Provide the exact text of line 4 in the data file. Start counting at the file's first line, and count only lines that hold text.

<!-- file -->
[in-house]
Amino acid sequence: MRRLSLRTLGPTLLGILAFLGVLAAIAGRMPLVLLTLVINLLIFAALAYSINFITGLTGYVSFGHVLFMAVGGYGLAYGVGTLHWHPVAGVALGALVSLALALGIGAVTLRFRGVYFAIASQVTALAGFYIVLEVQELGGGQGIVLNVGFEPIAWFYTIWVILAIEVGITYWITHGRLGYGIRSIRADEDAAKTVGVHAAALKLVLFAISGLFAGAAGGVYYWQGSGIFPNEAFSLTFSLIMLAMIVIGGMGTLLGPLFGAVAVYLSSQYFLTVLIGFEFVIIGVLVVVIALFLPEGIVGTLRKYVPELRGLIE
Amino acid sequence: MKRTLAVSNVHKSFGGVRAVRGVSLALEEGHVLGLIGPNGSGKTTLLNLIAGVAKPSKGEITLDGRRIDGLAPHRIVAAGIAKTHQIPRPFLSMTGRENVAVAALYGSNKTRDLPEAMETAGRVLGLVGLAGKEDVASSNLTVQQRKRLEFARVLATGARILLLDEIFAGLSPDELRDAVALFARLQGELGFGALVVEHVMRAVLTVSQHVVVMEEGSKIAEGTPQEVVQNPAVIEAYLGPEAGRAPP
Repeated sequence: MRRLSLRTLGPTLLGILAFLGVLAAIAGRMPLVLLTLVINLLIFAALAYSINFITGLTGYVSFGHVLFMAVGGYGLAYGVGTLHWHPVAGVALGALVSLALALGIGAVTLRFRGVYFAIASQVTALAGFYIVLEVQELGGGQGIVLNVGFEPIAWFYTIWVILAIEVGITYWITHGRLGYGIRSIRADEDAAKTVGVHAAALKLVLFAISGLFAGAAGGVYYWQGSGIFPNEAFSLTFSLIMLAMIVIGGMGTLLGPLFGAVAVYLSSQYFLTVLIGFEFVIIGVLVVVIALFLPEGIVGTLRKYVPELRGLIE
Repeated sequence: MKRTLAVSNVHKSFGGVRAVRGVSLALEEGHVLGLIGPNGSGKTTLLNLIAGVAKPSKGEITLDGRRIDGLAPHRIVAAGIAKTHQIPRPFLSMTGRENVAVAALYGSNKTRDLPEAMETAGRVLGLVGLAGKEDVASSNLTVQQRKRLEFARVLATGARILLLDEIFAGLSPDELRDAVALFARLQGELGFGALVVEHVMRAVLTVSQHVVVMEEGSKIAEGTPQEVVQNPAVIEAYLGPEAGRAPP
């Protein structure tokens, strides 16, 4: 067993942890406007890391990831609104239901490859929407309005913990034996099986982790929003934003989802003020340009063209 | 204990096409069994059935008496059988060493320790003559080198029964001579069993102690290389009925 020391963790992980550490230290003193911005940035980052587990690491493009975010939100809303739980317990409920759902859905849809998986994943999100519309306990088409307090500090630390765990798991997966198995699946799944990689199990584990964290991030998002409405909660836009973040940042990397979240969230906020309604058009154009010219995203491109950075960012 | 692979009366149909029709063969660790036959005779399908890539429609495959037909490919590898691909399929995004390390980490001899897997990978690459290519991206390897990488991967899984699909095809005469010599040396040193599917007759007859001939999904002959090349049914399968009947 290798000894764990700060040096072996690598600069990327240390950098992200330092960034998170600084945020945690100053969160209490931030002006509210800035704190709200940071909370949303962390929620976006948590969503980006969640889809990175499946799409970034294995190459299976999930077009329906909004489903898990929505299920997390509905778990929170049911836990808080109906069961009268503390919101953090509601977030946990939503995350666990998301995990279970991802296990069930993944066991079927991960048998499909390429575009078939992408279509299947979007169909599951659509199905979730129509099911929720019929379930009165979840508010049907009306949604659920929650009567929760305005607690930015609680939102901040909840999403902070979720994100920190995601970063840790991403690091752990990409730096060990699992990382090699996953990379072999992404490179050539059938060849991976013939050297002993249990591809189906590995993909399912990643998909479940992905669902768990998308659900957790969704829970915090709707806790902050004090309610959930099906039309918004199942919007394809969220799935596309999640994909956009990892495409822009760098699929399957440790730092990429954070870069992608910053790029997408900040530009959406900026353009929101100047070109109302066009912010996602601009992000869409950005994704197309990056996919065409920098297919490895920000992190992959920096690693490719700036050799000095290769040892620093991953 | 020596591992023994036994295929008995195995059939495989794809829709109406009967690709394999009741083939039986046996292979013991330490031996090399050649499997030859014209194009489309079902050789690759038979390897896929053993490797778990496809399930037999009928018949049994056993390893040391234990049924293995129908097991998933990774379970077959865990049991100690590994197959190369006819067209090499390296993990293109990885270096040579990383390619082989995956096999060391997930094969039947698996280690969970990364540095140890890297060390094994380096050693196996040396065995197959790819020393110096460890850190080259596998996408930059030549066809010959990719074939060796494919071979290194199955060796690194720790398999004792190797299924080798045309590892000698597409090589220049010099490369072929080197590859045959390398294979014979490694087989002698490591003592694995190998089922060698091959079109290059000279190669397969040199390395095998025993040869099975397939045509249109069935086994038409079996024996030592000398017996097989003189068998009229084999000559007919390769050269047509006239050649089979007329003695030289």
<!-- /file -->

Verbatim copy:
Repeated sequence: MRRLSLRTLGPTLLGILAFLGVLAAIAGRMPLVLLTLVINLLIFAALAYSINFITGLTGYVSFGHVLFMAVGGYGLAYGVGTLHWHPVAGVALGALVSLALALGIGAVTLRFRGVYFAIASQVTALAGFYIVLEVQELGGGQGIVLNVGFEPIAWFYTIWVILAIEVGITYWITHGRLGYGIRSIRADEDAAKTVGVHAAALKLVLFAISGLFAGAAGGVYYWQGSGIFPNEAFSLTFSLIMLAMIVIGGMGTLLGPLFGAVAVYLSSQYFLTVLIGFEFVIIGVLVVVIALFLPEGIVGTLRKYVPELRGLIE